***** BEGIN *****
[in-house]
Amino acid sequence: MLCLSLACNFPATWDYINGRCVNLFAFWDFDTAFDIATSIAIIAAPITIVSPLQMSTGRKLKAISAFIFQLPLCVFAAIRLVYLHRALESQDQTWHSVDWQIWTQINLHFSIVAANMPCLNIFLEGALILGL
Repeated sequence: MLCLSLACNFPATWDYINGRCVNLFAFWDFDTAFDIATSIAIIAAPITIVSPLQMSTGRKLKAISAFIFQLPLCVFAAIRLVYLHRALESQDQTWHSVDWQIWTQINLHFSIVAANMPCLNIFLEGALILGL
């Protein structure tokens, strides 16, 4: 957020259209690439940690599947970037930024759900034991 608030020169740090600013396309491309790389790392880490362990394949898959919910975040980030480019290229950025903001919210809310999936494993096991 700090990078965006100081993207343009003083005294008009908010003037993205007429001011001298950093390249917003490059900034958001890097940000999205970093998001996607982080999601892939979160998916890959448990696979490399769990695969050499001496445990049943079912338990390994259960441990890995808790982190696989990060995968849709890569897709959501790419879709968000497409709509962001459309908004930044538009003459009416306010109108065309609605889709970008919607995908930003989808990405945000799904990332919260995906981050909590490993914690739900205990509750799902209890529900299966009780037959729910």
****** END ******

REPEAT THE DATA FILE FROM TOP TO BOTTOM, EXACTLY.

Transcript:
[in-house]
Amino acid sequence: MLCLSLACNFPATWDYINGRCVNLFAFWDFDTAFDIATSIAIIAAPITIVSPLQMSTGRKLKAISAFIFQLPLCVFAAIRLVYLHRALESQDQTWHSVDWQIWTQINLHFSIVAANMPCLNIFLEGALILGL
Repeated sequence: MLCLSLACNFPATWDYINGRCVNLFAFWDFDTAFDIATSIAIIAAPITIVSPLQMSTGRKLKAISAFIFQLPLCVFAAIRLVYLHRALESQDQTWHSVDWQIWTQINLHFSIVAANMPCLNIFLEGALILGL
């Protein structure tokens, strides 16, 4: 957020259209690439940690599947970037930024759900034991 608030020169740090600013396309491309790389790392880490362990394949898959919910975040980030480019290229950025903001919210809310999936494993096991 700090990078965006100081993207343009003083005294008009908010003037993205007429001011001298950093390249917003490059900034958001890097940000999205970093998001996607982080999601892939979160998916890959448990696979490399769990695969050499001496445990049943079912338990390994259960441990890995808790982190696989990060995968849709890569897709959501790419879709968000497409709509962001459309908004930044538009003459009416306010109108065309609605889709970008919607995908930003989808990405945000799904990332919260995906981050909590490993914690739900205990509750799902209890529900299966009780037959729910």